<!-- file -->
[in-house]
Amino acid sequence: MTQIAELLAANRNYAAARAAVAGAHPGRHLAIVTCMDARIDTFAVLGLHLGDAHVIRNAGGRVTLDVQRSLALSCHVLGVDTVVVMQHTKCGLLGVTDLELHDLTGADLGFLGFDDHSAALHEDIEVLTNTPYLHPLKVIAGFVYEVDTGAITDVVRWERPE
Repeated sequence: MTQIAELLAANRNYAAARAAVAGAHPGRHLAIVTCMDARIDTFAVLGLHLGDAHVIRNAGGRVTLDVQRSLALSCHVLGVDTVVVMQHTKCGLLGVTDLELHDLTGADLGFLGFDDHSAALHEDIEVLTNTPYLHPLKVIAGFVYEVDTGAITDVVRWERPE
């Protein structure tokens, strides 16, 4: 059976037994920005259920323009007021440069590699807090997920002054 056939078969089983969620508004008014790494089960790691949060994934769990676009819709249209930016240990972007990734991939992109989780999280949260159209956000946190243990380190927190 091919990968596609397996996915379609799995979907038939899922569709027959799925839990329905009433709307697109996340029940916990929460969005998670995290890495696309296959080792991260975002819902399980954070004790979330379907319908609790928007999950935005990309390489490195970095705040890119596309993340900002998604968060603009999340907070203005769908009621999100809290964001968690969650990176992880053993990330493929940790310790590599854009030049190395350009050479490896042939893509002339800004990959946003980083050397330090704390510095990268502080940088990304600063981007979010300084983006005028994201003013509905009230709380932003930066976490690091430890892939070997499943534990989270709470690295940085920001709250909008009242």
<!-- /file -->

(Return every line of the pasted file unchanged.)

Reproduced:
[in-house]
Amino acid sequence: MTQIAELLAANRNYAAARAAVAGAHPGRHLAIVTCMDARIDTFAVLGLHLGDAHVIRNAGGRVTLDVQRSLALSCHVLGVDTVVVMQHTKCGLLGVTDLELHDLTGADLGFLGFDDHSAALHEDIEVLTNTPYLHPLKVIAGFVYEVDTGAITDVVRWERPE
Repeated sequence: MTQIAELLAANRNYAAARAAVAGAHPGRHLAIVTCMDARIDTFAVLGLHLGDAHVIRNAGGRVTLDVQRSLALSCHVLGVDTVVVMQHTKCGLLGVTDLELHDLTGADLGFLGFDDHSAALHEDIEVLTNTPYLHPLKVIAGFVYEVDTGAITDVVRWERPE
């Protein structure tokens, strides 16, 4: 059976037994920005259920323009007021440069590699807090997920002054 056939078969089983969620508004008014790494089960790691949060994934769990676009819709249209930016240990972007990734991939992109989780999280949260159209956000946190243990380190927190 091919990968596609397996996915379609799995979907038939899922569709027959799925839990329905009433709307697109996340029940916990929460969005998670995290890495696309296959080792991260975002819902399980954070004790979330379907319908609790928007999950935005990309390489490195970095705040890119596309993340900002998604968060603009999340907070203005769908009621999100809290964001968690969650990176992880053993990330493929940790310790590599854009030049190395350009050479490896042939893509002339800004990959946003980083050397330090704390510095990268502080940088990304600063981007979010300084983006005028994201003013509905009230709380932003930066976490690091430890892939070997499943534990989270709470690295940085920001709250909008009242």